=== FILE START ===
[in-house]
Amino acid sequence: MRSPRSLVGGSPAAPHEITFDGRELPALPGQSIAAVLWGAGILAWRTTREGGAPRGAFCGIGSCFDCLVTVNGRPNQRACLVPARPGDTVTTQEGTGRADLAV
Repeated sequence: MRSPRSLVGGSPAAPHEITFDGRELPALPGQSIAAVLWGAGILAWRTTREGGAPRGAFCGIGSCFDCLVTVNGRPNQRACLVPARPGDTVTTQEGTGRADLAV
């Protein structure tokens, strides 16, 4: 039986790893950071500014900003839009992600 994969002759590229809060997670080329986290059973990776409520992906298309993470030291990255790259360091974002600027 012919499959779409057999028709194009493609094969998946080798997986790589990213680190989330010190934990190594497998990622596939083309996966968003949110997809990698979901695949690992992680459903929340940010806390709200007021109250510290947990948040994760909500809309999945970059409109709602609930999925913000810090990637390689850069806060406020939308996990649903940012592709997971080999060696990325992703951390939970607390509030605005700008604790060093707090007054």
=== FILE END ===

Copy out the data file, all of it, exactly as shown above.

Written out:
[in-house]
Amino acid sequence: MRSPRSLVGGSPAAPHEITFDGRELPALPGQSIAAVLWGAGILAWRTTREGGAPRGAFCGIGSCFDCLVTVNGRPNQRACLVPARPGDTVTTQEGTGRADLAV
Repeated sequence: MRSPRSLVGGSPAAPHEITFDGRELPALPGQSIAAVLWGAGILAWRTTREGGAPRGAFCGIGSCFDCLVTVNGRPNQRACLVPARPGDTVTTQEGTGRADLAV
């Protein structure tokens, strides 16, 4: 039986790893950071500014900003839009992600 994969002759590229809060997670080329986290059973990776409520992906298309993470030291990255790259360091974002600027 012919499959779409057999028709194009493609094969998946080798997986790589990213680190989330010190934990190594497998990622596939083309996966968003949110997809990698979901695949690992992680459903929340940010806390709200007021109250510290947990948040994760909500809309999945970059409109709602609930999925913000810090990637390689850069806060406020939308996990649903940012592709997971080999060696990325992703951390939970607390509030605005700008604790060093707090007054």